The PDPA does not provide an exhaustive list of what constitutes personal data. The below is the data that SimplePay collects, which could be considered personal data:
All of the above data is required for the accurate processing and payment of payroll as well as for generating and submitting accurate year-end filing documents to IRAS.
On 1 September 2019, the PDPC introduced stricter rules around the collection, use and disclosure of National Registration Identity Card (NRIC) numbers and other national identification numbers. In terms of these rules, it is now illegal for organisations to store such information, unless required to do so by law.
One such legal requirement is where it is “necessary to precisely verify an individual’s identity to a high degree of fidelity” as is the case in an employment relationship. This requirement allows employers and by extension SimplePay to continue to collect and store employees’ NRICs and other national identification numbers. SimplePay therefore remains compliant with PDPA in light of the 1 September 2019 rule changes.
The Personal Data Protection (Amendment) Act 2020 (the Amendment Act) was published in the Government Gazette on 11 December 2020 and, in the process, brought new obligations upon anyone who processes personal data of persons living and working in Singapore.
Several alterations to the legislation have been made, such as increased fines for non-compliance with the Act, additional exceptions to the need for consent and amendments to deemed consent, but there are two key changes that stand out for us:1. Introduction of Data Portability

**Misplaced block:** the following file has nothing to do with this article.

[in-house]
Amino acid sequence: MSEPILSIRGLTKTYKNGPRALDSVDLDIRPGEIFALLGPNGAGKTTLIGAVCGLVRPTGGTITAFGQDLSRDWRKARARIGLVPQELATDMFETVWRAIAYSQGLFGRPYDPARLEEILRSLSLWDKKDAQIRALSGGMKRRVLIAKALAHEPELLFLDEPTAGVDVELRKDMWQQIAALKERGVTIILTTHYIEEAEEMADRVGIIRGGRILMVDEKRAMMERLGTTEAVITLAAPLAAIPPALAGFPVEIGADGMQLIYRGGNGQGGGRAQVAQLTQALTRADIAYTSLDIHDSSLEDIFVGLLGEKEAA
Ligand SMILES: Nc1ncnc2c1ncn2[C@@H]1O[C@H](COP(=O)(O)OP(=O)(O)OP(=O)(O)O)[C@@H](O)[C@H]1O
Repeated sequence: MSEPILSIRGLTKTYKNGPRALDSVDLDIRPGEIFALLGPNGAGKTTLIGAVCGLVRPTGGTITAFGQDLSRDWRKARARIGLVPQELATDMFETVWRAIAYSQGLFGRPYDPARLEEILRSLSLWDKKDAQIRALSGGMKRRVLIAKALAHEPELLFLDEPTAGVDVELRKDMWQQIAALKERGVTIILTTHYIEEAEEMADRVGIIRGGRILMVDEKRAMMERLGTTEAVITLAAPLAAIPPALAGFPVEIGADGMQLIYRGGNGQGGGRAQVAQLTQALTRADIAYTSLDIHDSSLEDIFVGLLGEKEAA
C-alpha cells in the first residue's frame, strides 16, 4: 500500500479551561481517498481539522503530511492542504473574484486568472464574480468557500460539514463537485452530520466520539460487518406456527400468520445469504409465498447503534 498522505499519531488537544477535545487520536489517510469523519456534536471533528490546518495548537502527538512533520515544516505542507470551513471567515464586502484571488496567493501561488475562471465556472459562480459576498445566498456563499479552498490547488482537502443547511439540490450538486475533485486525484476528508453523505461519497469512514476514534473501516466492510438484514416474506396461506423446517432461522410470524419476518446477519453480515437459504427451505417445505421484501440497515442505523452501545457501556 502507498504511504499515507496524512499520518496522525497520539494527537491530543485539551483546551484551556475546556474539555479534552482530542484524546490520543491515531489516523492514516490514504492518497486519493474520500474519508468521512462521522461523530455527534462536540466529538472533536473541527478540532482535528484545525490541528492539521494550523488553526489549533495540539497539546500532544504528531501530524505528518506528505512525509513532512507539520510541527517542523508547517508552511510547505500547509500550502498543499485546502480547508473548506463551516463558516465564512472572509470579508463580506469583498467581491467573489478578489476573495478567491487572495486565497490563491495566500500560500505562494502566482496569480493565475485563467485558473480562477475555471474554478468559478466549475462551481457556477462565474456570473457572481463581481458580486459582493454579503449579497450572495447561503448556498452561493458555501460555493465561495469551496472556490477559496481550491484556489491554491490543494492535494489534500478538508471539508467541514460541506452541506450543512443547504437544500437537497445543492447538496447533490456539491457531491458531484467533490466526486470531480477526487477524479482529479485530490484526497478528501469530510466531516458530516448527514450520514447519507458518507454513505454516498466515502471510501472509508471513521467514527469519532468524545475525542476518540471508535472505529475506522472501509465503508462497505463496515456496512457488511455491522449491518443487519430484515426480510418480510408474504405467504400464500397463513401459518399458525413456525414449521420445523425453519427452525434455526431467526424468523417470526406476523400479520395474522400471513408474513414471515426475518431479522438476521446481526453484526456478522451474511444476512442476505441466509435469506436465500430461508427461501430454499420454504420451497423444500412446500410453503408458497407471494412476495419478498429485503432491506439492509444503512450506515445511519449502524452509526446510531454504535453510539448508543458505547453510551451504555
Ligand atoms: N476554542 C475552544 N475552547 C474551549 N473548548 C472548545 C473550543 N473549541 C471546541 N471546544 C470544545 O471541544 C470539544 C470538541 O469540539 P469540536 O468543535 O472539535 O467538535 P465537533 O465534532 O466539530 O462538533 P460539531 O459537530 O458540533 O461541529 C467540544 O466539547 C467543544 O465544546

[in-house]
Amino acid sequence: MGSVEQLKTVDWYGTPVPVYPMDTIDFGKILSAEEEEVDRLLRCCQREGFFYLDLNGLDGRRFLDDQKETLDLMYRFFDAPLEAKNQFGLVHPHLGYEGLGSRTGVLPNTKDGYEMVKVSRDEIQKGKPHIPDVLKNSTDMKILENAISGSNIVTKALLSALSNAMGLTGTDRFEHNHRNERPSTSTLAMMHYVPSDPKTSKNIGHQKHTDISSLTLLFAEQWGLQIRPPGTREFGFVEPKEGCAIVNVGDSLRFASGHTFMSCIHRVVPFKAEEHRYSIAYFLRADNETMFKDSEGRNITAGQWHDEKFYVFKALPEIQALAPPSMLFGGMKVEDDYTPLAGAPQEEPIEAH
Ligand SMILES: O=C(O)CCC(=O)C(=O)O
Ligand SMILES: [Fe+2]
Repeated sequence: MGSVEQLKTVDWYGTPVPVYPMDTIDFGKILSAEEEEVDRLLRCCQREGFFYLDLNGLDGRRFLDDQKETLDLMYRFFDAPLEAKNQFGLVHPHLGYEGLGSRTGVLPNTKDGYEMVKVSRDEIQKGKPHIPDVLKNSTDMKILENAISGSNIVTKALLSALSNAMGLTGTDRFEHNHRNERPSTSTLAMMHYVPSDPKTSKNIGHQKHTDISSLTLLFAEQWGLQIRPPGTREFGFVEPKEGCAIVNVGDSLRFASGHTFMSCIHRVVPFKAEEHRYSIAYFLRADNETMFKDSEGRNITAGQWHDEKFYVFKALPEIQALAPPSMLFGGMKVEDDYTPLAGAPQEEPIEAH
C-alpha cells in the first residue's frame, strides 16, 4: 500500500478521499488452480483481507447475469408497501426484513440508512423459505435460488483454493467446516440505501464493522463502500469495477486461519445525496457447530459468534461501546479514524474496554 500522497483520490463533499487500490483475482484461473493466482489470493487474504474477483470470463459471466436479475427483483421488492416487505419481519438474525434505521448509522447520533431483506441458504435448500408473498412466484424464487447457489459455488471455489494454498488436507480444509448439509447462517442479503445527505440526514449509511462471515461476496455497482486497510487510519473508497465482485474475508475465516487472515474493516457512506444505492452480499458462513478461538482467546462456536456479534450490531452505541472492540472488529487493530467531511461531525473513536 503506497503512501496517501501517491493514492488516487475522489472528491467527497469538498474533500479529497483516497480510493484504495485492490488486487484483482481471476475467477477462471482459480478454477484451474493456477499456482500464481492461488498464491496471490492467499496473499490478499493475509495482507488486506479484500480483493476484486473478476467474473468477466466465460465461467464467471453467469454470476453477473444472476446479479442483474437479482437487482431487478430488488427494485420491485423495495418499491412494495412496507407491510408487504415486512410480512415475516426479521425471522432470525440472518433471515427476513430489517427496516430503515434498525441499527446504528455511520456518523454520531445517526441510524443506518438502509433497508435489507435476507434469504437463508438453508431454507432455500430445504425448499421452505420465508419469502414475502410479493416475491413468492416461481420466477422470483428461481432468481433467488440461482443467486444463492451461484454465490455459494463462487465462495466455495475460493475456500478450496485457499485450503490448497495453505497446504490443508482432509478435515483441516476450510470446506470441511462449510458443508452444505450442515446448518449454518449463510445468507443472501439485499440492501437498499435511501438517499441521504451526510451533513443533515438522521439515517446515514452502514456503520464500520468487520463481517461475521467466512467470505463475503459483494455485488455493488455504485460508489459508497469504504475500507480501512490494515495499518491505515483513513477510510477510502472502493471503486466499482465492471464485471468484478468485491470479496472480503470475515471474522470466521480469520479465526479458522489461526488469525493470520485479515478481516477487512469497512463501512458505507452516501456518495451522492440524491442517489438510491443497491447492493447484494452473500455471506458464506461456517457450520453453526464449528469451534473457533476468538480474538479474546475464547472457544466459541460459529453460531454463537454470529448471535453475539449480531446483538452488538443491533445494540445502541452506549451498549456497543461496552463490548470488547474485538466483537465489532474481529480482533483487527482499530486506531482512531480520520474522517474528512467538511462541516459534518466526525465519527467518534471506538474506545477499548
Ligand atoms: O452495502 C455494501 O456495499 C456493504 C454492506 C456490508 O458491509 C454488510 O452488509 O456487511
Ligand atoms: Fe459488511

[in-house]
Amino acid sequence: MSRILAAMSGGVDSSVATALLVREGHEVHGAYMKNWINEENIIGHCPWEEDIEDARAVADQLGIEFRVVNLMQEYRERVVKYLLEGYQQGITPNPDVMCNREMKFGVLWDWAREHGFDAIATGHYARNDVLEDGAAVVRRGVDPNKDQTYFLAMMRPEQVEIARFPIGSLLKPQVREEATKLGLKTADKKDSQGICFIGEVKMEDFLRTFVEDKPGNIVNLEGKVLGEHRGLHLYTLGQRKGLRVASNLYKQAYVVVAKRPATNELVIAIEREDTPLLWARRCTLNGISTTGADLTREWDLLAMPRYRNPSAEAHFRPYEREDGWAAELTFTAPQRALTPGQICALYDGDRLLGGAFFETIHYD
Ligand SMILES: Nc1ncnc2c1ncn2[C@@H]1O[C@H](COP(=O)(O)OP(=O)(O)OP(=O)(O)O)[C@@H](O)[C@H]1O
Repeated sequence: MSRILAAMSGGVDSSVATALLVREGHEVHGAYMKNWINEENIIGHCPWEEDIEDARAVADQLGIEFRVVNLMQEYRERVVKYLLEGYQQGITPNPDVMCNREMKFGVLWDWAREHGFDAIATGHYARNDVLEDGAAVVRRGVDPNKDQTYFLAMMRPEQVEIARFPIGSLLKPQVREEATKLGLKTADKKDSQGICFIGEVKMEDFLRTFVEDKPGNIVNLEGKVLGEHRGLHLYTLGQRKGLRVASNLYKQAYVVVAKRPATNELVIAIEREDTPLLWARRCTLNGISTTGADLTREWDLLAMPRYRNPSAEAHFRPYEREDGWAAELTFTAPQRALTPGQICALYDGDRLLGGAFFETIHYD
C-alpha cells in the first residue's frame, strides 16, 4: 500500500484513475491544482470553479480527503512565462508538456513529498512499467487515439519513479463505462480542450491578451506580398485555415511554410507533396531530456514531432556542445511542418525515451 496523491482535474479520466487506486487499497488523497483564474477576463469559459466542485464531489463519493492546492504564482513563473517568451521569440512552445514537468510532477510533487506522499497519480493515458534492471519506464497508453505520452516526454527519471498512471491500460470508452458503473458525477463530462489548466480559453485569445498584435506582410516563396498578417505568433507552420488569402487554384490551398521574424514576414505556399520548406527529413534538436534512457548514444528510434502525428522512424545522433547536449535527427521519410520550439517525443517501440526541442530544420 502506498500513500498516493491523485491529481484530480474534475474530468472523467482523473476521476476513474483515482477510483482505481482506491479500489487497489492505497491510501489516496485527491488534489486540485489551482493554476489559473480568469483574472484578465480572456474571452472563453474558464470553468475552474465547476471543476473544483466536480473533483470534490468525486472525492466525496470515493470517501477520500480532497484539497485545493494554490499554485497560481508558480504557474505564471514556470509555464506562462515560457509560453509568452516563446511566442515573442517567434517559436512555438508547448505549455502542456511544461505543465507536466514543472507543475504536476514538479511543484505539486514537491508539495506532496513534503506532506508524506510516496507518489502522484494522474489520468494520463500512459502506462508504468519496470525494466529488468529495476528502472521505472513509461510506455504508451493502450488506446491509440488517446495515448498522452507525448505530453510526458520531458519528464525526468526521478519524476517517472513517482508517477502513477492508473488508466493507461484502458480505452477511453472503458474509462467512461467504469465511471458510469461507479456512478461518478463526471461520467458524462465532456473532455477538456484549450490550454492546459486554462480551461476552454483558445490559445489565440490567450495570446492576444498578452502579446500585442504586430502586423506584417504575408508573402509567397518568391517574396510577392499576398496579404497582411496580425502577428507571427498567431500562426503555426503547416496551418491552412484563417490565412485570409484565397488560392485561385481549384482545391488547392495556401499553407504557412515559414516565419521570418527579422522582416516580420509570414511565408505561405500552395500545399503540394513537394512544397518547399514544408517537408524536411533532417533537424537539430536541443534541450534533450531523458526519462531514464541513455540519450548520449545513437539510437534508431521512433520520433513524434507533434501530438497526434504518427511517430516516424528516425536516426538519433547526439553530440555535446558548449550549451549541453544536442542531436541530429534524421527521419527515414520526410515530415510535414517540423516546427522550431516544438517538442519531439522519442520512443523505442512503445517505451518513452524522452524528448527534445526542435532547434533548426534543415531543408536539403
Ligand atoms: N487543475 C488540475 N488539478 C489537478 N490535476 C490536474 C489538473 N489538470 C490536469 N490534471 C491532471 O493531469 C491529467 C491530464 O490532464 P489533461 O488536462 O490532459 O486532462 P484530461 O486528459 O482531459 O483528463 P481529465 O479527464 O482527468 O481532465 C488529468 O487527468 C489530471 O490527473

Subject to meeting the relevant requirements, data portability allows an individual to transfer data from one organisation to another, giving the individual more autonomy over their data.
For data portability to be permitted under the PDPA
Provided that there is nothing in the PDPA prohibiting the transfer, the requested information should be transferred.
The prescribed requirements stated in point 2 should be available in due course as the relevant regulatory bodies for each sector create guidance. The guidance is likely to cover the categories to which portability applies, in addition to any process, request and safeguard requirements.
Under section 4(2) of the PDPA, SimplePay, as a data intermediary, is not obliged to review data porting requests. However, as part of our continued commitment to customer service excellence we will do our best to aid you with requests you receive, as is appropriate and commercially reasonable.2. Data Breach Procedure
The Amendment Act inserted Part VIA into the PDPA, which places obligations on organisations if they experience a “notifiable data breach”.
Subject to other sections of Part VIA, for an organisation to experience a notifiable data breach there needs to be:
Provided the above criteria are met, the organisation must notify the PDPC within three (3) days of making this assessment. Significant Harm and Significant Scale have not yet been formally defined. However, the public consultation paper suggests that more than 500 people would be significant, as would a breach of information that could cause psychologically or economically harm.
In the unlikely event that SimplePay were to experience an external data breach, we are required to contact anyone affected with information of the breach, allowing them to carry out an assessment. If we contact you and you conclude that the breach is a notifiable breach, as defined above, you would need to inform the PDPC within three (3) days.